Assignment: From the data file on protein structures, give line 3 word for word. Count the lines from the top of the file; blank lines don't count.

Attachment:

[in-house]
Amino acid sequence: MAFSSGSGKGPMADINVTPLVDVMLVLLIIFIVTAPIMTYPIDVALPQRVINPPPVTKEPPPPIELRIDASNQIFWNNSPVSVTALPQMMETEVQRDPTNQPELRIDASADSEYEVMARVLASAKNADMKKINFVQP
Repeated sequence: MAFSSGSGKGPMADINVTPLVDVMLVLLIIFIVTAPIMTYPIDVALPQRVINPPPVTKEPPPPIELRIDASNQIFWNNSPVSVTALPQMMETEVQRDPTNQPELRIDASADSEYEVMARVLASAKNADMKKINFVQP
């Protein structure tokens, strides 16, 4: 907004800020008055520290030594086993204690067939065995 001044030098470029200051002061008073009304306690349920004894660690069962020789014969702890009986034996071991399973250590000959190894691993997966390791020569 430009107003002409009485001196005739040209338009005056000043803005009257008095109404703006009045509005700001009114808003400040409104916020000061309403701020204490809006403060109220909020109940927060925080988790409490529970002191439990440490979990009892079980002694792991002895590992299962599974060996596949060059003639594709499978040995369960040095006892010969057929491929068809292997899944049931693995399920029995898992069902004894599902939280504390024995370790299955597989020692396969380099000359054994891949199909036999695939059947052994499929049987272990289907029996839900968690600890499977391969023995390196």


Repeated sequence: MAFSSGSGKGPMADINVTPLVDVMLVLLIIFIVTAPIMTYPIDVALPQRVINPPPVTKEPPPPIELRIDASNQIFWNNSPVSVTALPQMMETEVQRDPTNQPELRIDASADSEYEVMARVLASAKNADMKKINFVQP